Problem is, Fedor fans want to have it both ways. When he beats bigger, less skilled guys its "OMG, the guy is a god" but when he loses to them its "Well he only lost because the guy he fought was too big". Sorry, it doesnt work that way. Yes he was regularly fighting ppl that outweighed him, but that was by design. His size and speed gave him a HUGE advantage against heavy, slow footed, and less skilled opponents. If you choose to fight in the HW division, its an equal playing field. I dont want to hear excuses that the other guy is too big and its not fair. If thats really the case then drop down to a weight class that you can easily make and test yourself against much more skilled opponents then whats out there at HW. And Silva's weight may have helped him in the fight, but he passed fedors guard like butter and I was thoroughly impressed by his skill, not his size.
    When a fighter regularly beats fighters bigger and often much bigger than him, it's impressive. it is in no way inconsistent that when that fighter loses to opponents much bigger than him that size played a factor -- that's the whole reason it was impressive he was beating other bigger opponents to begin with. This is not "having it both ways" -- it's consistent with the premise that size makes a difference.

    If BJ Penn starts demolishing the welterweight division -- not that I think it will happen -- it will be far more impressive than his great run at lightweight. If he then loses to someone bigger than him after a series of wins, it will not be wrong or hypocritical for B.J. Penn fans to say that size played a role, just as it did in GSP's victory. It's cliched, but size does matter or else there wouldn't be weight classes. The fact that Fedor chose to fight at heavyweight against mainly larger opponents doesn't detract from his accomplishments, imo, it adds to them. Yes, many of the bigger guys are slower, but he also fought heavyweights at the top of their game like big nog and cro-cop who were not giants but would have likely beaten any light heavyweight at that time. So when he loses to someone outweighing him by 55 pounds who also has good skills, I don't see the how it's untrue to point out the size difference. Silva did NOT beat Fedor on skill alone, his size and strength together with his skills is what did it. I remember how much trouble Big Nog had with Bob Sapp even on the ground, and Sapp's ground skills compared to Big Nog's are laughable.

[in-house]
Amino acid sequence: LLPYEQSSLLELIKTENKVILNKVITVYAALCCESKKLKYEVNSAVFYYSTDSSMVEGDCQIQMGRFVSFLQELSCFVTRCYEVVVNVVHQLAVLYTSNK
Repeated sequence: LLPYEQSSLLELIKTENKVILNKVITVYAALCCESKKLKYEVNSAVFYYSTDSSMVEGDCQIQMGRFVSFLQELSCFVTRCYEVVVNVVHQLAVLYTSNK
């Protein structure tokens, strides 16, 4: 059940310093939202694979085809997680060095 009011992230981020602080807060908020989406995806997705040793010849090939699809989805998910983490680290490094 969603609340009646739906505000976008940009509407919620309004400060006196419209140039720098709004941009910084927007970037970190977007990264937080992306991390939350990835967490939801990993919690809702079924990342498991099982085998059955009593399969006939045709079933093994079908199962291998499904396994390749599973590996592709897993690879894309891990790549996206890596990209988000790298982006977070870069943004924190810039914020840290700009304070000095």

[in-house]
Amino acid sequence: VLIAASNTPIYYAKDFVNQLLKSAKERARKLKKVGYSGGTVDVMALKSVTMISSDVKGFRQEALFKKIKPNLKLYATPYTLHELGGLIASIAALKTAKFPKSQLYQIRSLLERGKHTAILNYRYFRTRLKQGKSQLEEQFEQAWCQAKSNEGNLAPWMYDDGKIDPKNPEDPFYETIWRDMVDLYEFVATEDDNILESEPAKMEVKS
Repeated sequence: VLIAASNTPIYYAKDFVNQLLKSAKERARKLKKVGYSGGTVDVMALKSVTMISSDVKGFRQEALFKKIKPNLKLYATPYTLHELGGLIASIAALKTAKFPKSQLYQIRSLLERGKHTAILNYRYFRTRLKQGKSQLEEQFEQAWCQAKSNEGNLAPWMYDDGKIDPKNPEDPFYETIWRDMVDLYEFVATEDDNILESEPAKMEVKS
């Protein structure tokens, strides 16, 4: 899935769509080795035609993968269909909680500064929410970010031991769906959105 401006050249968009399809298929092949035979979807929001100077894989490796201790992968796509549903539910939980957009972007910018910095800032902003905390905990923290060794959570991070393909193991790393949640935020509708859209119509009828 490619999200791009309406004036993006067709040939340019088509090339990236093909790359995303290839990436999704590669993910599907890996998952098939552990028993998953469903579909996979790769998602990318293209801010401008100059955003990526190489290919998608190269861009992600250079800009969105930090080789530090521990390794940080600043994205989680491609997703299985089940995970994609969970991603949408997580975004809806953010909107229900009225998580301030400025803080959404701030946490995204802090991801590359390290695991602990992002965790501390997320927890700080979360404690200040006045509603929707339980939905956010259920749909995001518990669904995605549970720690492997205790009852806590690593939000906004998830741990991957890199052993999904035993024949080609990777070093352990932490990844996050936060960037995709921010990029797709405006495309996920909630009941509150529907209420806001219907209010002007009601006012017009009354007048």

I was also impressed with Silva's skill and I don't mean to detract from his amazing accomplishment, but nobody will ever convince me that he is more skilled than Fedor. I don't think that's what you're implying, but anyway, I think that if Silva was the same size as Fedor, Fedor would win this fight hands down. IMO passing the guard was impressive but also had a lot to do with size and strength and Fedor carrying the weight of a 285 pound man on top of him.
    Last edited by lasker; 02-14-11 at 06:25 PM.

  12. #82
    Poppa Catfish